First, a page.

and his school were widely known and disputed in England. A major manifestation of theological radicalism in England was Lollardy, a movement deriving from the writings of John Wycliffe
John Wycliffe
John Wycliffe was an English Scholastic philosopher, theologian, lay preacher, translator, reformer and university teacher who was known as an early dissident in the Roman Catholic Church during the 14th century. His followers were known as Lollards, a somewhat rebellious movement, which preached...

, the 14th-century Bible translator, which stressed the primacy of Scripture
Prima scriptura
Prima scriptura is a doctrine that says canonized scripture is "first" or "above all" sources of divine revelation.Implicitly, this view acknowledges that, besides canonical scripture, there are other guides for what a believer should believe, and how he should live, such as the created order,...

. But after the execution of Sir John Oldcastle
John Oldcastle
Sir John Oldcastle , English Lollard leader, was son of Sir Richard Oldcastle of Almeley in northwest Herefordshire and grandson of another Sir John Oldcastle....

, leader of the Lollard rebellion of 1415, they never again had access to the levers of power and by the 15th century were much reduced in numbers and influence. There were still many Lollards about, especially in London and the Thames Valley, in Essex and Kent, Coventry, Bristol and even in the north, who would be receptive to the new ideas when they came, who looked for a reform in the lifestyle of the clergy. They emphasized the preaching of the word
Sermon
A sermon is an oration by a prophet or member of the clergy. Sermons address a Biblical, theological, religious, or moral topic, usually expounding on a type of belief, law or behavior within both past and present contexts...

 over the sacrament of the altar
Eucharist
The Eucharist , also called Holy Communion, the Sacrament of the Altar, the Blessed Sacrament, the Lord's Supper, and other names, is a Christian sacrament or ordinance...

, holding the latter to be but a memorial, but they were not party to the actions of the government. Other ideas, critical of the papal supremacy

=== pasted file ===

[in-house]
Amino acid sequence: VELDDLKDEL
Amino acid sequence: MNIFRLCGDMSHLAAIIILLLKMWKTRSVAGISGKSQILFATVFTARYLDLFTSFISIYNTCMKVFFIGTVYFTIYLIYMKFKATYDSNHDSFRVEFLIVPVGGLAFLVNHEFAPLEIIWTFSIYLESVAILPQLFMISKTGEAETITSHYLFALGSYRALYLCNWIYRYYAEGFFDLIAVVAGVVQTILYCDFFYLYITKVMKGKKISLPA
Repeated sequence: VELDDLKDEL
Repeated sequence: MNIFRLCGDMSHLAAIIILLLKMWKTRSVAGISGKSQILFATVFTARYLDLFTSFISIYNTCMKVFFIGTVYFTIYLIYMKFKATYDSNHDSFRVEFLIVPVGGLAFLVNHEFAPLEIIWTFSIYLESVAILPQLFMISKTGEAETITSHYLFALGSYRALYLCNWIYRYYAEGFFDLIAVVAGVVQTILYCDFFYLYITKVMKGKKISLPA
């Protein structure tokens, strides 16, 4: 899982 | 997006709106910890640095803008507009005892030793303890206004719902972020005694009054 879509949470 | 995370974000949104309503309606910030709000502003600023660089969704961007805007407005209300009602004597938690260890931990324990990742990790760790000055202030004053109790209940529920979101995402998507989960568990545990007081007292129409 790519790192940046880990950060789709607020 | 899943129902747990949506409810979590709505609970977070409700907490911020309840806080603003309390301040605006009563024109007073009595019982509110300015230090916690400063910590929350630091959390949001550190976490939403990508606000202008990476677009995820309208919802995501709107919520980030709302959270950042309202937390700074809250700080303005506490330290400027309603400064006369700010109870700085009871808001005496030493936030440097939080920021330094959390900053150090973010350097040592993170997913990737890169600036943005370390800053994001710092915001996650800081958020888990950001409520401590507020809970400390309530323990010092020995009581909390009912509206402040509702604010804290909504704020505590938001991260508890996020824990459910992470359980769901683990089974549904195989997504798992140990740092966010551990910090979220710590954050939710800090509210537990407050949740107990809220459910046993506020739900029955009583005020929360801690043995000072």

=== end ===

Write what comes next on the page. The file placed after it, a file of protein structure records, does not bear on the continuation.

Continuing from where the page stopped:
Papal supremacy
Papal supremacy refers to the doctrine of the Roman Catholic Church that the pope, by reason of his office as Vicar of Christ and as pastor of the entire Christian Church, has full, supreme, and universal power over the whole Church, a power which he can always exercise unhindered: that, in brief,...

 were held, not only by Lollards, but by those who wished to assert the supremacy of the secular state over the church but also by conciliarists such as Thomas More and, initially, Cranmer. Other Catholic reformists, including John Colet
John Colet
John Colet was an English churchman and educational pioneer.Colet was an English scholar, Renaissance humanist, theologian, and Dean of St. Paul’s Cathedral, London. Colet wanted people to see the scripture as their guide through life. Furthermore, he wanted to restore theology and rejuvenate...

, Dean of St Paul's, warned that heretics were not nearly so great a danger to the faith as the wicked and indolent lives of the clergy.
The impact of Luther's thinking was of a different order. The main plank of his thinking, justification by faith alone
Sola fide
Sola fide , also historically known as the doctrine of justification by faith alone, is a Christian theological doctrine that distinguishes most Protestant denominations from Catholicism, Eastern Christianity, and some in the Restoration Movement.The doctrine of sola fide or "by faith alone"...

 rather than by good works, threatened the whole basis of the Catholic penitential system with its endowed masses and prayers for the dead as well as its doctrine of purgatory
Purgatory
Purgatory is the condition or process of purification or temporary punishment in which, it is believed, the souls of those who die in a state of grace are made ready for Heaven...